Magers also manages the Battlefield Marketplace, which has three spaces under 2,500 square feet for lease, according to the company’s website. Current tenants include Cookie Cutters Haircuts for Kids, Salon Service Group, Mercy GoHealth Urgent Care, Palm Beach Tan, Salon Truth, MJ’s Market & Deli and five restaurants.

The move to e-commerce also means a retailer really doesn’t need as much space for physical storage in a retail location. Murray said retailers used to utilize the front portion of a store for sales, and the back portion for storage and inventory. But business owners don’t need as large of an inventory in the store, he said, which is why long, deep strip malls are seeing vacancies.

“Now, you see the developments being designed around smaller spaces because the tenants can do a lot more with less space,” Murray said.

Nationally, vacancies are being spurred by a desire for smaller stores, relocations and rising rents, according to an article by Retail Dive, a news outlet that provides retail industry research. Also, stores like Ikea, Nike and Barnes & Noble announced plans in 2018 for small-format stores as experiments with location size, customer services and technology, according to Retail Dive.

Location, location
Real estate agents say the old rule of thumb still holds true today – location, location, location.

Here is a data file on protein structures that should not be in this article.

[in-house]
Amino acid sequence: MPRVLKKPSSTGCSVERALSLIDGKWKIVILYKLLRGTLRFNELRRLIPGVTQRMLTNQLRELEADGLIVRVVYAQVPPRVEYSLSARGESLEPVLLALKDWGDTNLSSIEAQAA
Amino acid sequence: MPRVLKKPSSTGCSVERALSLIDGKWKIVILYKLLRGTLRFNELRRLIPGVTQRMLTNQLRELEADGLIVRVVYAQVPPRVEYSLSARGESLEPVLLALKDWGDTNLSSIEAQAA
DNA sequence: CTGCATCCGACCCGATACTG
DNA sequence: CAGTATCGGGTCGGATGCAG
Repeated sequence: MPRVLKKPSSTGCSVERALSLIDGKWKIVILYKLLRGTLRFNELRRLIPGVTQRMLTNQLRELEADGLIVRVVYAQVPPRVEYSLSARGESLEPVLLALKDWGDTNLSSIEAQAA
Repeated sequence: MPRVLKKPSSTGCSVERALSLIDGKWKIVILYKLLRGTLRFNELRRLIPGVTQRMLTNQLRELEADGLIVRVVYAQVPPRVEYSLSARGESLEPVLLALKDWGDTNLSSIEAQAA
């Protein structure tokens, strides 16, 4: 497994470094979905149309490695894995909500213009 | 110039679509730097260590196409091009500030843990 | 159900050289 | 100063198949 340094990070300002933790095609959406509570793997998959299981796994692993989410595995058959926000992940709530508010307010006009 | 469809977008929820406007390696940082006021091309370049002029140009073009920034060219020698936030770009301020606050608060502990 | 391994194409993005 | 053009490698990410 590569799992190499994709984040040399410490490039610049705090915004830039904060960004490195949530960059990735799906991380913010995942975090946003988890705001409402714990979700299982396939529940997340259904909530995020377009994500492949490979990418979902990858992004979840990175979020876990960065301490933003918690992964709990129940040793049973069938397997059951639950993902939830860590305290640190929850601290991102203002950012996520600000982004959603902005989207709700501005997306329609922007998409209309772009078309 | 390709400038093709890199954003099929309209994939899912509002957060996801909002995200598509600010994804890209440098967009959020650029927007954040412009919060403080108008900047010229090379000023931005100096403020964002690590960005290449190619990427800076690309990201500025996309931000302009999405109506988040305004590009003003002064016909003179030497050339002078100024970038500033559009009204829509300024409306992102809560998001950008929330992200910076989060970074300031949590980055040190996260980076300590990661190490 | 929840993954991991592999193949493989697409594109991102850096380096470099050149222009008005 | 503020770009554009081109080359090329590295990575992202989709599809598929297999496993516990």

James Tillman, owner of at least 40 commercial real estate properties with 90% occupancy, said he’s seeing an interest from business owners in leaving the traditional strip malls.

“What people are wanting now is the smaller centers close to the busy roads, not the long deep centers. I think those could be a problem at some point,” Tillman said.

There are at least two dozen strip malls or retail centers in Springfield, according to SBJ research. Strip centers in Springfield had an 8.6% availability rate, or the percentage of space available on the last day of the quarter, and 6.7% vacancy rate in the first quarter of 2019, according to research from CoStar. The vacancy rate is the amount of new, relet or sublet space vacant divided by the existing rentable space.

Tillman said he’s seeing a desire for more spaces like his development in front of the Battlefield Marketplace, where a Starbucks Coffee, Pie Five Pizza and Jersey Mike’s Subs are currently housed right off Battlefield Road.

“I call them the ‘patch spaces’ in front of a large retail,” Tillman said. “I think the older centers that are deep off the road … you can’t drive by them at 30 mph and notice what’s in the center.”

Tillman, who also owns Complete Electrical Solutions, has developed several retail centers and is currently building the THJT Campbell Strip Center. Tillman also brought the First Watch cafe franchises to Springfield.

Murray said the appearance of a shopping center also is playing part in Springfield’s vacancies. He said the design and aesthetic of new retail centers or those that have been redeveloped are seeing full capacity, noting the newly redesigned Brentwood Shopping Center as an example.

“Oftentimes, we’re seeing challenges in older strip centers that haven’t been updated,” he said.